Conte v. Ascension Health et al, No. 4:2011cv01704 - Document 18 (E.D. Mo. 2011)

Court Description: OPINION AND ORDER granting in part and denying in part 6 Motion to dismiss or, in the alternative, to transfer venue, and transferring case to the Eastern District of Missouri. Signed by District Judge Patrick J. Duggan. (DPer)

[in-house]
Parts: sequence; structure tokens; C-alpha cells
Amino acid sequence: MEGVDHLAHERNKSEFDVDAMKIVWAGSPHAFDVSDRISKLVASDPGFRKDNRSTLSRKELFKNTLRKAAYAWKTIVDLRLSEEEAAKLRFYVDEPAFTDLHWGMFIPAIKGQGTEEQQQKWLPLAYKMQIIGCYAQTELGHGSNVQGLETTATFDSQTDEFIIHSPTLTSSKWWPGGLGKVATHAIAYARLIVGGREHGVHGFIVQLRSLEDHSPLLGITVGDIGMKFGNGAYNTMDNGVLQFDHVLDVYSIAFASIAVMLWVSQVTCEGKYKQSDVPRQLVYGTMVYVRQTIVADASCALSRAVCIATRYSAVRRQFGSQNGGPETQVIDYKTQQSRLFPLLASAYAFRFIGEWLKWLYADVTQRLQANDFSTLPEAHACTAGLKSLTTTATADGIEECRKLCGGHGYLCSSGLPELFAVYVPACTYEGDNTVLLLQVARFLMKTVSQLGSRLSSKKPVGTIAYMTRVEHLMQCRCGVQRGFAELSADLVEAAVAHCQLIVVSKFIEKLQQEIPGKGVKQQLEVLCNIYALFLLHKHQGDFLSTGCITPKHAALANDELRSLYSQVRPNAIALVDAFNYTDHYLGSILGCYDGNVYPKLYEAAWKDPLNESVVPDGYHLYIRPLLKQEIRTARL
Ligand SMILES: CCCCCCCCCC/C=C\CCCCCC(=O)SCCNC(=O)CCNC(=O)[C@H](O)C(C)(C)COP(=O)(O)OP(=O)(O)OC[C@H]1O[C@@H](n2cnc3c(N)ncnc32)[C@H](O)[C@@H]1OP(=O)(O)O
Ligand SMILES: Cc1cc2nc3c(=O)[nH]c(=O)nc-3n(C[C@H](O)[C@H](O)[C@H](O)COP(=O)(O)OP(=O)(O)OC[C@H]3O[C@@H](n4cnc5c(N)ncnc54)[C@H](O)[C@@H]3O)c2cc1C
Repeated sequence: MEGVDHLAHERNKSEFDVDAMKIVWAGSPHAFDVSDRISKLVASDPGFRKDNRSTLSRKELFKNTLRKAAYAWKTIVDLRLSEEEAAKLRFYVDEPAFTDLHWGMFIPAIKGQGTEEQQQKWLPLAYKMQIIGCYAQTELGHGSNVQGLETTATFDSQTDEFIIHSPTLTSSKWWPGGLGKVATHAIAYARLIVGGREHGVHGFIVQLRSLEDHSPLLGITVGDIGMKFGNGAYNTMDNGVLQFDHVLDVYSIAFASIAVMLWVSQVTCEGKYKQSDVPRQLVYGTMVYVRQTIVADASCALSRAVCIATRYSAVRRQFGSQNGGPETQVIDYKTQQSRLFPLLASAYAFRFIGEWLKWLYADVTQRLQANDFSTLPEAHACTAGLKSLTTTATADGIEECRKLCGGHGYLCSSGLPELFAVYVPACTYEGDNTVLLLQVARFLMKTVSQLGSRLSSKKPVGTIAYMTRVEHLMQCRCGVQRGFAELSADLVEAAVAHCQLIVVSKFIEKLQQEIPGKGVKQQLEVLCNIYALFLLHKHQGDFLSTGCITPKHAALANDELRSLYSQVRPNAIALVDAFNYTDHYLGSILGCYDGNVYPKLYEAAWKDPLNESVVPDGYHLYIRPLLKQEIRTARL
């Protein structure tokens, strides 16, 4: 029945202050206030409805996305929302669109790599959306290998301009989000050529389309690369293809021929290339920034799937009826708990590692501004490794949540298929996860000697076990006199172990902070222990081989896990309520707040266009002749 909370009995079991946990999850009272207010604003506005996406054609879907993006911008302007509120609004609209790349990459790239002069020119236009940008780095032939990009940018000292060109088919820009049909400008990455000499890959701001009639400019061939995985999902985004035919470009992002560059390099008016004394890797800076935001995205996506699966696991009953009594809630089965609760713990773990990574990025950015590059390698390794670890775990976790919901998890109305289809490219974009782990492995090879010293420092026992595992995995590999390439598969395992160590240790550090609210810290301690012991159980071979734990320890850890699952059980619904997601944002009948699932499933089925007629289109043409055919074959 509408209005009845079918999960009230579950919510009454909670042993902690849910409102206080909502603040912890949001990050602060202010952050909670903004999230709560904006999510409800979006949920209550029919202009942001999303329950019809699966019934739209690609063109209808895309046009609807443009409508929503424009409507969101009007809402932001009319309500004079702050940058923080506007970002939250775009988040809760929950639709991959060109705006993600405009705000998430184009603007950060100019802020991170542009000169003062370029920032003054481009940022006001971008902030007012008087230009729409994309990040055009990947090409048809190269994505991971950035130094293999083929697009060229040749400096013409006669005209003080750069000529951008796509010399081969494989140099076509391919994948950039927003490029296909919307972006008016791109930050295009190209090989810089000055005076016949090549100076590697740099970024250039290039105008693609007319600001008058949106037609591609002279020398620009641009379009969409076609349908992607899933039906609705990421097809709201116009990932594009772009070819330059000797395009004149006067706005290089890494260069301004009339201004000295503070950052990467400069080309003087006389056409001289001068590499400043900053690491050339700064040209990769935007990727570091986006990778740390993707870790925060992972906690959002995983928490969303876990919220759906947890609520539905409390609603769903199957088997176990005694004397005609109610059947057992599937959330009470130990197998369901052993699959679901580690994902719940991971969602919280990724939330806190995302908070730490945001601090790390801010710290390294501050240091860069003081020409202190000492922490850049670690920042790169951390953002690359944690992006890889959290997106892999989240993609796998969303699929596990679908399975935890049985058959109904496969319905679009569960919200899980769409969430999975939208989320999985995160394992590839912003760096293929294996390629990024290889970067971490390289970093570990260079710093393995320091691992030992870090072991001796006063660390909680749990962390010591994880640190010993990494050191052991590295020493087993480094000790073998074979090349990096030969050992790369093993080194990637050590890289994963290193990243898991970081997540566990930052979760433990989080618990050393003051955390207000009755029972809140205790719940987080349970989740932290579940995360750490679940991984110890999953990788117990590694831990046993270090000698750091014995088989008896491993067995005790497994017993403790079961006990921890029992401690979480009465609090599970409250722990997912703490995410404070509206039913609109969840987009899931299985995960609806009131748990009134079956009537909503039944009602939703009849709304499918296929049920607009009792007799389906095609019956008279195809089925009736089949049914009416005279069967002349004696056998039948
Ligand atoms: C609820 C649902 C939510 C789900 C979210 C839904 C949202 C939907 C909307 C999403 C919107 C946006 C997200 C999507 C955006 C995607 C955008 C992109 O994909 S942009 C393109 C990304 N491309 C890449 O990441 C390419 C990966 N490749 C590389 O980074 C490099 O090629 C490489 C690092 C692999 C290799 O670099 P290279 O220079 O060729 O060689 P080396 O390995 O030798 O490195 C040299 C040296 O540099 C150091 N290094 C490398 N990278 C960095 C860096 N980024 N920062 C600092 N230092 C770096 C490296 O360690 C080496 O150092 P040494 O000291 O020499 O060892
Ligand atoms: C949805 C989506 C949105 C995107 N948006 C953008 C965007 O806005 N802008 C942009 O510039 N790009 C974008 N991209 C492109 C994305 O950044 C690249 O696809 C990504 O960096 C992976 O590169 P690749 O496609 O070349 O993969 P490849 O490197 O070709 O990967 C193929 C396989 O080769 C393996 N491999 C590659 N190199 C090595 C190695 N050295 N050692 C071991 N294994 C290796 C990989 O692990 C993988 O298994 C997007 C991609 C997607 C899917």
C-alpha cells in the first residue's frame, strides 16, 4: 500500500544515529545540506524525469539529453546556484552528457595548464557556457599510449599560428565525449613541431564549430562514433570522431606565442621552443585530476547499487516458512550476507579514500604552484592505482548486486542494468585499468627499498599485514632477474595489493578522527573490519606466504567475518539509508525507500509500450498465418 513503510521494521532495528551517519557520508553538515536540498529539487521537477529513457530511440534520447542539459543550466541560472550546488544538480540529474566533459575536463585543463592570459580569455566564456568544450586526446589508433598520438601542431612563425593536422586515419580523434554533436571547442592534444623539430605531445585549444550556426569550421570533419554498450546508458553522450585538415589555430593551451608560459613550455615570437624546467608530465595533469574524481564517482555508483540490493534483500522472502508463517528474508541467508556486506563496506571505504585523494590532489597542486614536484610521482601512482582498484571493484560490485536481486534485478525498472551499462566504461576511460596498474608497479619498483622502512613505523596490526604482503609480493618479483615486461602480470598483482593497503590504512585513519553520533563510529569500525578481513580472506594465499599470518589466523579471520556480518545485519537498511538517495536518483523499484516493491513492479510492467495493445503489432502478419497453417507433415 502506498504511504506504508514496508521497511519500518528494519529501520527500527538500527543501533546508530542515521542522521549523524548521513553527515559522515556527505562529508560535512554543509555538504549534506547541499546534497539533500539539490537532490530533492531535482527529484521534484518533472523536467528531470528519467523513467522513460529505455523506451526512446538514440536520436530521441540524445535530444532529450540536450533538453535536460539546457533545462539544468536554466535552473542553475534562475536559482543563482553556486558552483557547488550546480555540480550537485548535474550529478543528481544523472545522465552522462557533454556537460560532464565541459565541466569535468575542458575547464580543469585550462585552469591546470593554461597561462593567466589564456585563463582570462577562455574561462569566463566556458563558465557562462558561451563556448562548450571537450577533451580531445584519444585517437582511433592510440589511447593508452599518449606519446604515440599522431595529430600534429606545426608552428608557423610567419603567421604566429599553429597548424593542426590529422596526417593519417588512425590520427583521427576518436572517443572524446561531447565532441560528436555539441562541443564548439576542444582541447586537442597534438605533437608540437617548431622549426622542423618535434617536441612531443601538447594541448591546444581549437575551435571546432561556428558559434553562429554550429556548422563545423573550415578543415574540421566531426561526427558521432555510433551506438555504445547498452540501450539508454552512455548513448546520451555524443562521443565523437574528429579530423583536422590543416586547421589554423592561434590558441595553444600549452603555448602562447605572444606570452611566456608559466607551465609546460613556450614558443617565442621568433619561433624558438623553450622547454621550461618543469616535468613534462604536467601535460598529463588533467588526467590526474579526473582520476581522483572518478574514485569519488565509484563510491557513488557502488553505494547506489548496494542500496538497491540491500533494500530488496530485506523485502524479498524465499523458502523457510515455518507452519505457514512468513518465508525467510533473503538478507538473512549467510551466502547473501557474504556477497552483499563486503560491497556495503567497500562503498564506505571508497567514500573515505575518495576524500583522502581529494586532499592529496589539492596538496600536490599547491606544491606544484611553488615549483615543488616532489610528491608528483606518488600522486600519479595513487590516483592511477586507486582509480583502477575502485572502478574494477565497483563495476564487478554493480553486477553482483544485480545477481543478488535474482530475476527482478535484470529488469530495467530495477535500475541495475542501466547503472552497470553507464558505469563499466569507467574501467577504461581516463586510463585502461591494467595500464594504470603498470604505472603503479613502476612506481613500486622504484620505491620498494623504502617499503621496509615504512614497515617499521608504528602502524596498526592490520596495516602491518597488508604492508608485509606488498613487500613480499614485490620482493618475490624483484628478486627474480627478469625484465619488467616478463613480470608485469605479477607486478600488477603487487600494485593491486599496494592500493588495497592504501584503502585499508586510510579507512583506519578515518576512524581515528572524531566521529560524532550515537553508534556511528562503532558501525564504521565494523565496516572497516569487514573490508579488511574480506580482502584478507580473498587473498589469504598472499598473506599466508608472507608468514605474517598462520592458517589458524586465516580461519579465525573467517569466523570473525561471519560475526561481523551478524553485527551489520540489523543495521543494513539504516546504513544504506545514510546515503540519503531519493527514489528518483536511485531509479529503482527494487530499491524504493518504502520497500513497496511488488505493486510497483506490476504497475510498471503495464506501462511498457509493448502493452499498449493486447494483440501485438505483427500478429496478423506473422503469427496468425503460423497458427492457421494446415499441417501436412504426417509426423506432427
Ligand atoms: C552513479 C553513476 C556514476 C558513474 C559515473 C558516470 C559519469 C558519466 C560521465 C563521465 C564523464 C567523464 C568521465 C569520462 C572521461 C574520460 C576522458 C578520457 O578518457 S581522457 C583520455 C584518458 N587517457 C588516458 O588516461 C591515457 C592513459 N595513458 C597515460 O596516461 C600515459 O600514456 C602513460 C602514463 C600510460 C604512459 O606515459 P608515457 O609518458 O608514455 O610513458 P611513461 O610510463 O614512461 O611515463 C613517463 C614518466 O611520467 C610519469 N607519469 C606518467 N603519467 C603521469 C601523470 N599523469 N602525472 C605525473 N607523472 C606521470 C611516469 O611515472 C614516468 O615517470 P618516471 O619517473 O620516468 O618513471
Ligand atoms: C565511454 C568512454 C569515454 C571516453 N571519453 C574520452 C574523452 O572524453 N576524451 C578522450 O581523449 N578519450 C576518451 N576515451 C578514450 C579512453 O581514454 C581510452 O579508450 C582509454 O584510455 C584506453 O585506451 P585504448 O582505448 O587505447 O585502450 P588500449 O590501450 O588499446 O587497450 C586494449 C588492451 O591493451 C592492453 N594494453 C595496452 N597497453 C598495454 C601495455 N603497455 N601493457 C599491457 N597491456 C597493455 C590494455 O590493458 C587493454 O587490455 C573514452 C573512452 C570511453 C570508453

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UNITED STATES DISTRICT COURT EASTERN DISTRICT OF MICHIGAN SOUTHERN DIVISION LORI CONTE, Plaintiff, v. Case No. 11-12074 Honorable Patrick J. Duggan ASCENSION HEALTH and SEDGWICK CLAIMS MANAGEMENT SERVICES, INC., Defendants. ____________________________/ OPINION AND ORDER GRANTING IN PART AND DENYING IN PART DEFENDANTS MOTION TO DISMISS OR, IN THE ALTERNATIVE, TO TRANSFER VENUE Plaintiff filed this lawsuit on May 11, 2011, challenging Defendants denial of her claim for long-term disability benefits under a long-term disability benefits plan ( LTD Plan ). Ascension Health ( Ascension ) is the Plan Sponsor and Plan Administrator for the LTD Plan; Sedgwick Claims Management Services, Inc. ( Sedgwick ) is the Claims Administrator. Plaintiff alleges that Defendants violated the Employee Retirement Income Security Act of 1974 ( ERISA ) by (1) wrongfully denying benefits under the LTD Plan, (2) breaching their fiduciary duties to Plaintiff by denying benefits, and (3) failing to timely provide plan documents to Plaintiff. The LTD Plan is a welfare benefit plan as that term is defined under ERISA. Presently before the Court is Defendants motion to dismiss pursuant to Federal Rule of Civil Procedure 12(b)(3) or, alternatively, to transfer venue pursuant to 28 U.S.C. § 1406(a).1 Defendants contend that, pursuant to a forum selection clause in the LTD Plan, Plaintiff s claims must be adjudicated in the United States District Court for the Eastern District of Missouri. The motion has been fully briefed and, on September 27, 2011, this Court held a motion hearing. Background Plaintiff suffers from multiple medical problems that she alleges renders her unable to engage in any type of gainful employment. (Compl. ¶ 8.) Plaintiff therefore made a claim for long-term disability benefits under the LTD Plan. The plan provides for coverage for twenty-four months if the claimant is unable to work in his or her own occupation and coverage thereafter if the claimant is unable to perform any work or service for which he or she is reasonably qualified taking into consideration the claimant s training, education, experience, and past earnings. (Id. ¶¶ 9, 11.) Effective January 1, 2006, the LTD Plan was amended to include the following forum selection clause: 10.20 Forum Selection Clause. Except as the laws of the United States may otherwise require, any action by any Plan Participant or Beneficiary relating to or arising under the Plan shall be brought and resolved only in the U.S. District Court for the Eastern District of Missouri and in any courts in which appeals from such court are heard, and such court shall have personal jurisdiction over any Participant or Beneficiary named in such action. 1 Notably, the Sixth Circuit Court of Appeals has held that motions to dismiss for failure to abide by forum selection clauses are reviewed under Federal Rule of Civil Procedure 12(b)(6) rather than 12(b)(3). Wong v. PartyGaming, Ltd., 589 F.3d 821, 830 (6th Cir. 2009). 2 (Defs. Mot. Ex. C, First Amendment at 2.) Sedgwick approved Plaintiff s claim for benefits under the LTD Plan s own occupation provision and therefore Ascension paid Plaintiff benefits for an initial twenty-four months, from March 10, 2008 through March 11, 2010. Defendants denied Plaintiff s claim for benefits continuing beyond that period. Plaintiff, who is a Michigan resident, thereafter filed this lawsuit. Applicable Law and Analysis Where a forum selection clause in an ERISA plan is invoked as a ground for dismissal and the defendant(s) alternatively seeks a transfer of venue pursuant to 28 U.S.C. § 1406(a), the majority of courts transfer the action rather than dismiss it outright. See, e.g., Williams v. Cigna Corp., No. 5:10-00155, 2010 WL 5147257 (W.D. Ky. Dec. 13, 2010) (citing cases). If this Court concludes that the LTD Plan s forum selection clause is enforceable, it too will transfer the action rather than dismissing it.2 2 Section 1406(a) states: The district court of a district in which is filed a case laying venue in the wrong division or district shall dismiss, or if it be in the interest of justice, transfer such case to any district or division in which it could have been brought. 28 U.S.C. § 1406(a). Pursuant to § 502(e)(2) of ERISA, Plaintiff could have brought this lawsuit . . . in the district where the plan is administered, where the breach took place, or where a defendant resides or may be found, and process may be served in any other district where a defendant resides or may be found. 29 U.S.C. § 1132(e)(2). Ascension is a Missouri corporation with its principal place of business in St. Louis, Missouri. It also is the Plan Administrator. Thus the Eastern District of Missouri is a district in which Plaintiff s suit could have been brought. 3 The Sixth Circuit Court of Appeals advises that [a] forum selection clause should be upheld absent a strong showing that it should be set aside. Wong v. PartyGaming, Ltd., 589 F.3d 821, 828 (6th Cir. 2009) (citing Carnival Cruise Lines, Inc. v. Shute, 499 U.S. 585, 595, 111 S. Ct. 1522 (1991)); see also M/S Bremen v. Zapata Off-Shore Co., 407 U.S. 1, 10, 15, 92 S. Ct. 1907 (1972). Three factors are relevant to a court s consideration of whether a forum selection clause should be set aside: (1) whether the clause was obtained by fraud, duress, or other unconscionable means; (2) whether the designated forum would ineffectively or unfairly handle the suit; and (3) whether the designated forum would be so seriously inconvenient such that requiring the plaintiff to bring suit there would be unjust. Wong, 589 F.3d at 828 (citing Sec. Watch, Inc. v. Sentinel Sys., Inc., 176 F.3d 369, 375 (6th Cir. 1999)). The party opposing the forum selection clause bears the burden of showing that the clause should not be enforced. Id. (citing Shell v. R.W. Sturge, Ltd., 55 F.3d 1227, 1229 (6th Cir. 1995)). In response to Defendants motion, Plaintiff asserts that the forum selection clause was obtained through fraud or overreaching because she was not provided notice of the amendment to the LTD Plan to include the forum selection clause.3 Relying on the District Court for the Southern District of Illinois unpublished decision in Mezyk v. U.S. Bank Pension Plan, No. 3:09-cv-384, 2009 WL 3853878 (Nov. 18, 2009), and breach of 3 Contrary to Plaintiff s suggestion, the forum selection clause was added to the LTD Plan effective January 1, 2006 before she claims to have become disabled (September 12, 2007) and therefore before she first sought benefits under the plan. (See Pl. s Resp. Br. at 2.) 4 contract cases, Plaintiff argues that a forum selection clause is unenforceable where it was not reasonably communicated to the party against whom enforcement is sought. (See Pl. s Resp. Br. at 5.) Mezyk, although involving an ERISA plan, relies on breach of contract cases for its holding. The LTD Plan, however, is not the typical contract negotiated between the plaintiff and the defendant. It is a welfare benefit plan negotiated by Plaintiff s employer and the Plan Administrator. Through those negotiations, Ascension retained the right to amend, modify, or even terminate the plan at any time. (See, e.g., Pl. s Resp. Ex. 4 at 25.) Thus this Court cannot find that the [forum selection] clause was obtained by fraud, duress, or other unconscionable means simply because it was unilaterally added to the LTD Plan allegedly without notice to Plaintiff. In this Court s view, where Plaintiff did not have bargaining power to negotiate the inclusion or exclusion of the forum selection clause, notice is not relevant to determining whether the provision was freely negotiated and enforceable. Other courts, including courts within the Sixth Circuit, have reached the same conclusion. See, e.g., Smith v. Aegon USA, LLC, 770 F. Supp. 2d 809, 812 (W.D. Va. 2011); Laasko v. Xerox Corp., 566 F. Supp. 2d 1018, 1024 (C.D. Cal. 2008); Williams v. Cigna Corp., No. 5:10-cv-00155, 2010 WL 5147257, at *4 (W.D.K.Y. Dec. 13, 2010); Sneed v. Wellmark Blue Cross and Blue Shield of Iowa, No. 1:07-cv-292, 2008 WL 1929985, at *3 (E.D. Tenn. 2008). Moreover, the Summary Plan Description ( SPD ) dated January 1, 2005 which Plaintiff concedes she received although not including the forum selection clause, 5 clearly informs participants and beneficiaries of Ascension s right to unilaterally amend, modify, or terminate the plan and that the SPD provides only a summary of the LTD Plan s terms and conditions. (Pl. s Mot. Ex. 3 ¶ 4, Ex. 4 at 25.) The SPD further informs participants and beneficiaries of their right to examine, without charge, or request copies of all documents concerning the plan. (Id. Ex. 4 at 42.) Thus participants and beneficiaries were on notice that additional terms applied to the plan and were provided the opportunity to review those terms. Finally, the Supreme Court has rejected the view that a forum selection clause should be set aside simply because it is contained in an adhesion contract in that case, a ticket for a cruise. Shute, 499 U.S. at 593-94, 111 S. Ct. at 1527. While the Shute Court assumed that the plaintiffs-passengers were aware of the forum selection clause when they purchased their ticket, notice was only one of several factors that the Supreme Court considered in analyzing the reasonableness of the forum selection clause at issue.4 Another consideration was the context in which the contract was reached: In this context [a commercial passage contract issued by a cruise line] it would be entirely unreasonable for us to assume that [the] respondents or any other cruise passenger would negotiate with [the] petitioner the terms of a forum selection clause in an ordinary commercial cruise ticket. Common sense dictates that a ticket of this kind will be a form contract the terms of which are not subject to negotiation, and that an individual purchasing the ticket will not have bargaining parity with the cruise line. 4 Significantly, although the Supreme Court accepted the lower court s assumption that the plaintiffs had knowledge of the clause, the Court expressed doub[] about this finding. Shute, 449 U.S. at 590, 111 S. Ct. at 1526. 6 . . . [W]e do not adopt the Court of Appeals determination that a nonnegotiated forum-selection clause in a form ticket contract is never enforceable simply because it is not the subject of bargaining. Including a reasonable forum clause in a form contract of this kind well may be permissible for several reasons . . . Id. at 593, 111 S. Ct. at 1527. The reasons identified by the Court were: (1) the cruise line s special interest in limiting the fora in which it potentially could be subject to suit considering that it carries passengers from many locales; (2) dispelling any confusion about where suits arising from the contract must be brought and defended, sparing litigants the time and expense of pretrial motions to determine the correct forum and conserving judicial resources that otherwise would be devoted to deciding those motions and (3) that passengers who purchase tickets containing a forum clause . . . benefit in the form of reduced fares reflecting the savings that the cruise line enjoys by limiting the fora in which it may be sued. Id. at 593-94, 111 S. Ct. at 1527 (citations omitted). Similar to cruise line tickets, the LTD Plan was not subject to the participants and beneficiaries bargaining. This reality, as the Shute Court advised, must be taken into account when determining whether the absence of bargaining is relevant in assessing a term s reasonableness. Further, the three reasons identified by the Court as to why the forum selection clause contained in the cruise ticket may well be permissible apply as well to the LTD Plan. According to Defendants, Ascension operates in twenty states and the District of Columbia. (Defs. Br. in Supp. of Mot. ¶ 1.) Thus, presumably, the plan s participants and beneficiaries are citizens of at least twenty-one locals and, absent a forum selection 7 clause, Defendants potentially could be subject to suit in numerous jurisdictions. Second, the forum selection clause removes any question about where lawsuits should be filed, thereby avoiding litigation concerning this question. Finally, because it presumably is more cost effective for Defendants to litigate lawsuits in Ascension s home state, those savings can be passed along to the plan itself. See Cent. States, Southeast and Southwest Areas Pension Fund v. O'Brien & Nye Cartage Co., No. 06-4988, 2007 WL 625430, at *3 (N.D. Ill. Feb.22, 2007) (finding that [t]he purpose of including the venue selection clauses is obviously to allow for the Trustees to better exercise efficient administration of the Funds by reducing costs associated with litigating claims against multiple employers . . . ) A forum selection clause also may be unenforceable where the designated forum would be so seriously inconvenient such that requiring the plaintiff to bring suit there would be unjust. Wong, supra. As Defendants argue and several courts have found, this factor is far less relevant in a lawsuit concerning the denial of ERISA benefits, particularly where the administrator is granted discretionary authority to make benefit determinations as is the case here. See Williams, 2010 WL 5147257, at *5; Sneed, 2008 WL 1929985, at *3; see also Defs. Mot. Ex. C at 9-10, Ex. D at 13. In such cases, the administrator s decision is reviewed under an arbitrary and capricious standard and discovery outside the administrative record generally is not permitted because the issues are resolved based on the record that was before the Plan Administrator. Wilkins v. Baptist Healthcare Sys., Inc., 150 F.3d 609, 615 (6th Cir. 1998) (citing Perry v. Simplicity 8 Eng g, a Div. of Lukens Gen. Ind., 900 F.2d 963, 967 (6th Cir. 1990)). Generally the case is resolved without discovery or a trial and by the filing of cross-motions for summary judgment. Under these circumstances, the burden on Plaintiff of having to litigate her claims in Missouri are not significant. Conclusion For the above reasons, the Court concludes that the forum selection clause in the LTD Plan is enforceable. Based on that clause, the Court holds that Plaintiff s lawsuit should be transferred to the District Court for the Eastern District of Missouri pursuant to 28 U.S.C. § 1406(a). Accordingly, IT IS ORDERED, that Defendants motion to dismiss or, in the alternative, to transfer venue is GRANTED IN PART AND DENIED IN PART in that Plaintiff s Complaint is not dismissed but is transferred to the United States District Court for the Eastern District of Missouri pursuant to 28 U.S.C. § 1406(a). Date: September 28, 2011 s/PATRICK J. DUGGAN UNITED STATES DISTRICT JUDGE Copies to: Matthew L. Turner, Esq. Amy L. Blaisdell, Esq. Marcus C. Wilbers, Esq. William D. Gilbride Jr., Esq. 9